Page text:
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You never know the biggest day of your life is going to be the biggest. The days you think are going to be big ones they are never as big as you make them how to be in your head. It’s the regular days, the ones that start out normal, those are the days that end up being the biggest. And today was the wedding, it was beautiful… perfect!
You don’t recognise the biggest day of your life, not until you’re right in the middle of it. The day to commit to something or someone, the day you get your heart broken, the day you meet your soul mate, the day you realise there’s not enough time because you wanna live forever. Those are the biggest days, the perfect days… you know? – Izzie Stevens
Remember when we were little, and we’d accidentally bite a kid on the playground? Our teachers would go, “Say you’re sorry.” and we would say it, but we wouldn’t mean it. Because the stupid kid we bit… totally deserved it. But, as we get older, making amends isn’t so simple. After the playground days are over, you can’t just say it, you have to mean it. Of course, when you become a doctor, “sorry” is not a happy word. It either means “You’re dying and I can’t help”, or it means, “This is really gonna hurt.”
As doctors, we can’t undo our mistakes, and we rarely forgive ourselves for them. But it’s a hazard of the trade. But as human beings, we can always try to do better, to be better, to right a wrong, even when it feels irreversible. Of course, “I’m sorry” doesn’t always cut it. Maybe because we use it so many different ways. As a weapon, as an excuse. But when we are really sorry, when we use it right, when we mean it, when our actions say what words never can… when we get it right, “I’m sorry” is perfect. When we get it right, “I’m sorry” is redemption. – Meredith Grey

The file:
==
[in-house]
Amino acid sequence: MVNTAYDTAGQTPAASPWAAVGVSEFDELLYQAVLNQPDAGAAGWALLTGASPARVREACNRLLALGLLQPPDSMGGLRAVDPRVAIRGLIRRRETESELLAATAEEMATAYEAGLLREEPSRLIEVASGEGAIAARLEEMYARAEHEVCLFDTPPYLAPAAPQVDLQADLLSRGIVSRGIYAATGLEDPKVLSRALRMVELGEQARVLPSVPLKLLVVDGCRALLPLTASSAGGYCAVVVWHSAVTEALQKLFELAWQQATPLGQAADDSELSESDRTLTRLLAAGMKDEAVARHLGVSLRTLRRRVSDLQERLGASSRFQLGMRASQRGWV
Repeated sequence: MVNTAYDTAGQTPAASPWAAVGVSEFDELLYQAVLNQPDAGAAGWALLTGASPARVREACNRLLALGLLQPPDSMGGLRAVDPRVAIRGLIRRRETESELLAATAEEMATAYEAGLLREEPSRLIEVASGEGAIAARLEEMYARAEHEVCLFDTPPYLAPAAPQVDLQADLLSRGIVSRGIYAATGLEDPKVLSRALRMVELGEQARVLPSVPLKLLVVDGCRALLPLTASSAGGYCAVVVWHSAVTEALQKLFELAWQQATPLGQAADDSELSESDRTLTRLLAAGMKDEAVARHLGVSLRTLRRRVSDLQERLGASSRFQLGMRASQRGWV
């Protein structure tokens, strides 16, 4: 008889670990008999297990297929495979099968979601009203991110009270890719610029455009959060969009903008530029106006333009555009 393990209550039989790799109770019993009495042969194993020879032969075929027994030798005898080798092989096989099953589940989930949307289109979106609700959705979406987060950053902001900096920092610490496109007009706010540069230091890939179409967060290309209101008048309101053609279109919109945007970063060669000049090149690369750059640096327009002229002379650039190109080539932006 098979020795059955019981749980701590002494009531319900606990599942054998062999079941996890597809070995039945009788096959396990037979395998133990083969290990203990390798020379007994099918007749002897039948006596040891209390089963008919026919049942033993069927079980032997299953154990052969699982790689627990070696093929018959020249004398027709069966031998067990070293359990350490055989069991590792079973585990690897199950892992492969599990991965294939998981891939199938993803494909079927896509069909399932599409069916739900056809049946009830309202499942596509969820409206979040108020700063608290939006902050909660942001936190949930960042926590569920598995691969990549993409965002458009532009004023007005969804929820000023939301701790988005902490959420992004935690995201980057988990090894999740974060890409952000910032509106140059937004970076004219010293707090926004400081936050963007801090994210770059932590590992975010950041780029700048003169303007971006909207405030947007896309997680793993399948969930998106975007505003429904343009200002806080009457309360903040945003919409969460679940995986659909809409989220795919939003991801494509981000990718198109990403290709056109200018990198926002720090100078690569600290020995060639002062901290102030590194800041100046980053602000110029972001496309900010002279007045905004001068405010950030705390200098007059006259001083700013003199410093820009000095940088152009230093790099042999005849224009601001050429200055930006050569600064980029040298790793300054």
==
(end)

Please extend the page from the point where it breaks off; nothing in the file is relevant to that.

Defeat isn't an option. Not for surgeons. We don't back away from the table til the last breath's long gone. Terminal's a challenge. Life threatening's what gets us out of bed in the morning. We're not easily intimidated. We don't flinch. We don't back down. And we certainly don't surrender. Not at work anyway.
To do our jobs we have to believe defeat is not an option. That no matter how sick our patients get there's hope for them. But even when our hopes give way to reality and we finally have to surrender to the truth, it just means we've lost today's battle. Not tomorrow's war. Here's the thing about surrender - once you do it, actually give in - you forget why you were even fighting in the first place. – Meredith Grey
Surgeons are all messed up. We're butchers. Messed up, knife happy, butchers. We cut people up. We move on. Patients die on our watch. We move on. We cause trauma, we suffer trauma. We don't have time to worry about how all the blood and death and crap really makes us feel.
It doesn't matter how tough we are. Trauma always leaves a scar. it follows us home, it changes our lives. Trauma messes everybody up. But maybe that's the point. All the pain and the fear and the crap. Maybe going through all that is what keeps us moving forward. It's what pushes us. Maybe we have to get a little messed up. Before we can step up. – Alex Karev
Surgeons aren't known for being warm and cuddly. They're arrogant, impatient, mean as often as not. You'd think they wouldn't have friends, 'cause who could stand them? But surgeons are like a bad cold. Nasty, but persistent.